Sunday, September 30, 2007

BIOPICS. TCM is featuring biopics all through the month of October. Since I will not be devoting October to biopics here in this blog, I thought I'd list a handful of my favourites here and now. They may not be STRICTLY truthful (in fact, they almost NEVER are) but the typical Hollywood embellishments make the biopic one of the staples of the silver screen -- and here are some I find most enjoyable.
AMADEUS (1984) - Oscar winner for Best Picture with Tom Hulce at equal turns boorish and tormented while F. Murray Abraham seethes with envy.
BECKET (1964) - the story of Thomas a Becket (Richard Burton) who starts off as the carousing chum of King Henry II (Peter O'Toole) only to find himself facing off against him as Archbishop of Canterbury
BRAVEHEART (1995) - Mel Gibson's Oscar-winning film about Scotland's freedom fighter William Wallace knocking heads with the superbly reptilian King Edward Longshanks (Patrick MacGoohan).
CLEOPATRA (1934) - Nothing beats Claudette Colbert as Queen of the Nile with direction by Cecil B. DeMille!
ED WOOD (1994) - Tim Burton's highly fictionalized but "heart-in-the-right-place" account of the "little engine that could" film director played whimsically by Johnny Depp with Martin Landau's Oscar-winning (if inaccurate) portrayal of Bela Lugosi.
EL CID (1961) - The crusading Spanish hero portrayed by Charlton Heston (who ends up in the final reel leading his army dead and strapped upright on his horse) and his bride Sophia Loren (who refused to wear "old age make-up" and doesn't age throughout the decades of the film's story). Pure epic bombast as only Hollywood could dish it up. ELIZABETH (1998) - Cate Blanchett owns Elizabeth I (sorry, Bette) but we'll see how she does in the upcoming sequel.
GANDHI (1982) - Another Oscar winner with Ben Kingsley as the saintly Indian revolutionary and an all-star cast pulling off an epic in the 80's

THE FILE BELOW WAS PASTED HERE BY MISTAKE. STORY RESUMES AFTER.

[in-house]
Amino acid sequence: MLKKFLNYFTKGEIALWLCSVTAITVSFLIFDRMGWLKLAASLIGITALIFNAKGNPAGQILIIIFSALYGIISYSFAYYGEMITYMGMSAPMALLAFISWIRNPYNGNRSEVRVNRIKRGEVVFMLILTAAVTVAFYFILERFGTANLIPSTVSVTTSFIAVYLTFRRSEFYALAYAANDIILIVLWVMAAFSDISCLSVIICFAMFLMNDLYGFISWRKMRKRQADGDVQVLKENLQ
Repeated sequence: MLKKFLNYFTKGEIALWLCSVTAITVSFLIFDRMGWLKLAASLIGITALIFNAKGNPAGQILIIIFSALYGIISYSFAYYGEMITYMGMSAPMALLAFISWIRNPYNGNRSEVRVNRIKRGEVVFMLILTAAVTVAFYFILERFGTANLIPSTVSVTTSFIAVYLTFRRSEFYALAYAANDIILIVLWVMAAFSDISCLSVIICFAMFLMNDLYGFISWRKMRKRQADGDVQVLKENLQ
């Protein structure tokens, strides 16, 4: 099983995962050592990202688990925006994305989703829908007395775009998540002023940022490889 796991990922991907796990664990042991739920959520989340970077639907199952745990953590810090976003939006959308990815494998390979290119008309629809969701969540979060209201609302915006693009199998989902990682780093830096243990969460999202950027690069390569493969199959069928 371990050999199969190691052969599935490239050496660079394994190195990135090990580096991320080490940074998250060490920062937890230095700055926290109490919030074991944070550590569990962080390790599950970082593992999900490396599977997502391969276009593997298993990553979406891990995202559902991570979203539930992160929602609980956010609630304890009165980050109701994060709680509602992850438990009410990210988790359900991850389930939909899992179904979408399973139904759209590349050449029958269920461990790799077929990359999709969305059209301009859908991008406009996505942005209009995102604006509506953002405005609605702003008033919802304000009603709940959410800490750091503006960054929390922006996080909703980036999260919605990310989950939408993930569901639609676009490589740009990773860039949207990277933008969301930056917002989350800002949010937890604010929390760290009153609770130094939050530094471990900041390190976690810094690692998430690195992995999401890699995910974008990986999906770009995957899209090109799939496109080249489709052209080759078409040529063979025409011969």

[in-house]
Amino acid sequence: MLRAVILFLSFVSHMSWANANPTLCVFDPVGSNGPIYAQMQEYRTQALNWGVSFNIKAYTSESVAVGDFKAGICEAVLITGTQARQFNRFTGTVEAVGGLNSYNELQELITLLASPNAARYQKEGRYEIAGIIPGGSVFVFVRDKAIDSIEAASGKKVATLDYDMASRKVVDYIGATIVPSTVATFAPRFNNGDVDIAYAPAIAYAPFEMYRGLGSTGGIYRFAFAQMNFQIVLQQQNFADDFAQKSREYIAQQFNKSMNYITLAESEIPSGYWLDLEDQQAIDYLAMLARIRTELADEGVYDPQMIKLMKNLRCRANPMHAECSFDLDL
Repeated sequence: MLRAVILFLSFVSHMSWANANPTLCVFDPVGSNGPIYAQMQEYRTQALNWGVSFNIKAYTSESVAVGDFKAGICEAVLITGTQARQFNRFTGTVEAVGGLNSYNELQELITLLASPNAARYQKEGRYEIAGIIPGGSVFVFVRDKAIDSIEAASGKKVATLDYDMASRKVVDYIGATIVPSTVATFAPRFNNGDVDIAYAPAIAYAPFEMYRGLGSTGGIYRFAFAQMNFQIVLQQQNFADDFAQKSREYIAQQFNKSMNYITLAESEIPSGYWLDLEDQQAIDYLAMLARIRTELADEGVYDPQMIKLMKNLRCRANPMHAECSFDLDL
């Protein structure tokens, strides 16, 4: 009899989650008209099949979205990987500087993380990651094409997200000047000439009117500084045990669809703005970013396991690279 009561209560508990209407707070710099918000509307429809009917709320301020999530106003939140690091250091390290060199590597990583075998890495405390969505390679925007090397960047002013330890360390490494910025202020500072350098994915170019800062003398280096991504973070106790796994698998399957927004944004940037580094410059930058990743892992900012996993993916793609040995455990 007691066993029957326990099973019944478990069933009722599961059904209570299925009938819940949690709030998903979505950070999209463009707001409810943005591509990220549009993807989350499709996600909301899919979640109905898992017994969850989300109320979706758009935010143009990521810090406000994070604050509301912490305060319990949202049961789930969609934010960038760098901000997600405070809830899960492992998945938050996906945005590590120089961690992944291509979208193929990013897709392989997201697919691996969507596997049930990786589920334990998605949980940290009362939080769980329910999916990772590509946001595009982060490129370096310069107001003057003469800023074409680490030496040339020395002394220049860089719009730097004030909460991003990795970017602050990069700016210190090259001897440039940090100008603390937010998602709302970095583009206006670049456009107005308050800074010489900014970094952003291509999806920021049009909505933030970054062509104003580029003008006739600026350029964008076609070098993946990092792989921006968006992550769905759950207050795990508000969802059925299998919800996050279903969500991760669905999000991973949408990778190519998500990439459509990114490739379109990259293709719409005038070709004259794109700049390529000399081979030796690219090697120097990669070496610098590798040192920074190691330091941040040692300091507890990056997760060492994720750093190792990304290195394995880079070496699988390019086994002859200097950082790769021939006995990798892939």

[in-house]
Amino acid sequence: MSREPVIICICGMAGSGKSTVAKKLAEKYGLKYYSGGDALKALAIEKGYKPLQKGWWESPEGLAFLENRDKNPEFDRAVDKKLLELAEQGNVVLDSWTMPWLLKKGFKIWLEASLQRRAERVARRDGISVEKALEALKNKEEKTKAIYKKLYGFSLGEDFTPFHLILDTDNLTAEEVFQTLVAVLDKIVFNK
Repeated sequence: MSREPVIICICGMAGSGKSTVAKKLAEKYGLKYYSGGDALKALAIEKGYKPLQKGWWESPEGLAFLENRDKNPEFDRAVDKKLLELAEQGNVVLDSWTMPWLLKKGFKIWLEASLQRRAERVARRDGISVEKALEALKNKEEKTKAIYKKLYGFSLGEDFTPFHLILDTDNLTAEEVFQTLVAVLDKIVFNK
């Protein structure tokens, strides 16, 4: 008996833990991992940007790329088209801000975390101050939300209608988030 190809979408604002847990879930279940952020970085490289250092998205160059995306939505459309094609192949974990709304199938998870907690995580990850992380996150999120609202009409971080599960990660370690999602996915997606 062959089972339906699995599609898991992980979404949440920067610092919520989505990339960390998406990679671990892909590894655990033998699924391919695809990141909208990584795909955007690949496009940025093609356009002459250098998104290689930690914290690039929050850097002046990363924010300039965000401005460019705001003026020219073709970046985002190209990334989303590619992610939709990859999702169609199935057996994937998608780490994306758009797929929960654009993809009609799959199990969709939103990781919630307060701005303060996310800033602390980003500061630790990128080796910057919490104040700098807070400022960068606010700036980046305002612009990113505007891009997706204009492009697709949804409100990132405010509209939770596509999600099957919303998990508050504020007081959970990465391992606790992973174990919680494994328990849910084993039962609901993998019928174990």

GOODFELLAS (1990) - some may not consider this a biopic but it is actually the true life story (from childhood on) of mobster Henry Hill (Ray Liotta).
THE MAN WHO SAW TOMORROW (1981) - One of a long line of "not really" documentaries which re-enacts the life of French prophet Nostradamus hosted/narrated with de riguer gravity by Orson Welles.
MARY OF SCOTLAND (1936) - Admittedly minor John Ford film with Katharine Hepburn as a preposterously saintly Mary, Queen of Scots. She looks great, though.
THREE LITTLE WORDS (1950) - the MGM musical life story of the songwriting partnership of Bert Kalmar (Fred Astaire) and Harry Ruby (Red Skelton) is one of my all-time favourite musicals. Packed with great songs (Who's Sorry Now, Nevertheless, Thinking Of You, I Wanna Be Loved By You) and also featuring the beloved Vera-Ellen (as well as one of the first screen appearances of Debbie Reynolds).
TILL THE CLOUDS ROLL BY (1946) - light and fluffy Hollywood version of the life of songwriter Jerome Kern; also PACKED with great songs and musical numbers as only MGM could do them.
TOWER OF LONDON (1939) - actually the life of Richard III (Basil Rathbone) with a little help from Shakespeare and the Universal studios monster factory. Also features Boris Karloff as Morg the executioner and an early role for Vincent Price (who is drowned in a butt of malmsey).
WILSON (1944) - Great biopic of cold fish President Woodrow Wilson starring cold fish Alexander Knox and an all-star cast. The unlikeliest President to base an epic film upon but it works tremendously well for me. Darryl F. Zanuck's labour of love.

1 comment:

Dis Guy said...

Well, if you are not devoting the month of October to biopics, then what are you devoting it to???? Hmmm Hmmm??? I can't wait forever man! I'll be back at midnight.